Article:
[FFmpeg-devel] Why 'You can only build one library type at once on MinGW'?

Trent Piepho xyzzy
Fri May 11 23:55:52 CEST 2007

On Fri, 11 May 2007, Michael Niedermayer wrote:
> On Fri, May 11, 2007 at 01:35:57PM -0700, Trent Piepho wrote:
> > The situation on x86-64 is that a single library will fit into 4GB.  In fact,
> > gcc doesn't support creating objects larger than 4GB.  It is possible to use
> > 32-bit displacements with SIB addressing in non-pic, non-relocatable objects.
> > In pic objects, it's possible to use 32-bit displacements plus rip relative
> > addressing to compute a position independent address without thunking.
> >
> > All objects in total may be greater than 4GB,
> but they are not today and when we reach that point we can still switch to PIC
> or use 64bit immedeate move to register style

Maybe not for you, but a lot of people have more than 4GB.

> > or may be loaded at an address
> > above 4GB even if the total is less.  32-bit displacements still work.
> why not just load it only in even bytes and redesign the toolchain to support
> that?

There is an advantage to using 64-bit addresses.

> > > > so text relocations are possible.  Even on ia32, were no instruction bloating
> > > > is necessary, PIC is almost always better than text relocations.
> > >
> > > its as much better as 10% fewer registers and 2x slower memory accesses due to
> > > the double indirection over the GOT
> >
> > And not dirtying every single page of the library doing relocations.
> the design where you load a library at a different address for every process
> is something very sick, hell i dont even know if linux with the current
> loader still behaves like that, its simply totally stupid, theres no need
> for that at all just give the lib a single systemwide address when its loaded
> the first time and you never have to dirty any page ...

So you want to limit someone to 4GB total address space across all
processes?  Have you even considered the memory fragmentation issues as
objects are loaded and unloaded?

> > I also suspect you don't know how PIC works on ia32.  There is no double
> > indirection.  Once the pic register is loaded, it can be used through an
> > entire function, it doesn't need to be re-loaded for each access.
> >
> > C code:
> > static int last;
> > static __attribute__((noinline)) int next(void) { return ++last; }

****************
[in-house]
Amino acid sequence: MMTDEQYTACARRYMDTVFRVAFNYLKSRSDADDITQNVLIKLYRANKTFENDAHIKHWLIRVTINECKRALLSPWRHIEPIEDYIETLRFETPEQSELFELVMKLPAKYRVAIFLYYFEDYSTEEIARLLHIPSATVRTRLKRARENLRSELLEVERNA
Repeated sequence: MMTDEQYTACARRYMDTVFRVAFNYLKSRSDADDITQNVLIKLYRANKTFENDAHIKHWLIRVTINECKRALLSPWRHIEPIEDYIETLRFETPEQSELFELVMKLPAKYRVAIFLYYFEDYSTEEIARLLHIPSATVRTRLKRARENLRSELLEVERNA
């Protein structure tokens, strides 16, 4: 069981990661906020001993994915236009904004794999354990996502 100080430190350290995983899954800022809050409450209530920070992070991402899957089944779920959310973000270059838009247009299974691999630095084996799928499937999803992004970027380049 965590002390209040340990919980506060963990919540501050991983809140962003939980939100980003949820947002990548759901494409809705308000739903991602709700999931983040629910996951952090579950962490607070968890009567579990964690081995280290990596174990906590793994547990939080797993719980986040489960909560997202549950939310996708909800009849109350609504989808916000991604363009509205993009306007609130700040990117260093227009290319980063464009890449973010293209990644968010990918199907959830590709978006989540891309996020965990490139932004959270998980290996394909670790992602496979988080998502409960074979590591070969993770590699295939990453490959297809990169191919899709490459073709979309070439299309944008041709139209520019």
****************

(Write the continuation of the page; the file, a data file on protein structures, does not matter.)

> >
> > non-PIC asm for next:
> >   mov    0x2c,%eax
> >   inc    %eax
> >   mov    %eax,0x2c
> >   ret
> >
> > PIC asm for next():
> >   call   25 <next+0x5>		;\
> >   pop    %ecx			;| = load ecx as pic register
> >   add    $0x3,%ecx		;/  (only done once per function)
> >
> >   mov    0x4c(%ecx),%eax	; code for ++last
> >   inc    %eax
> >   mov    %eax,0x4c(%ecx)
> >   ret
> PIC asm without static cheating:
> next:
>         call    __i686.get_pc_thunk.cx
>         addl    $_GLOBAL_OFFSET_TABLE_, %ecx
>         pushl   %ebp
>         movl    %esp, %ebp
>         movl    last at GOT(%ecx), %edx
>         movl    (%edx), %eax
>         incl    %eax
>         movl    %eax, (%edx)
>         popl    %ebp
>         ret
> i hope even someone who doesnt understand how PIC works can see that it does
> take the pointer "last" from the GOT and then dereferences it which is
> double indirection
> this happen because some wise text x86-ABI or ELF or whatever _requires_ it

You are confusing PIC with the way ELF DSOs work.  The reason this happens
for non-static variables is that they could come from another library.  One
could LD_PRELOAD a library the defined a global variable called 'last', and
then the code in the function next() would use that variable, not the one
from the same object as next().

Since it isn't known until run time which 'last' next() is going to
increment, the address is stored in the GOT.

This has nothing to with PIC vs non-PIC, it's just the way ELF defines
symbol lookup.

You could compile your DSO with the flag "-fvisibility=hidden", and then
you would get the faster PIC code a I posted with non-static global

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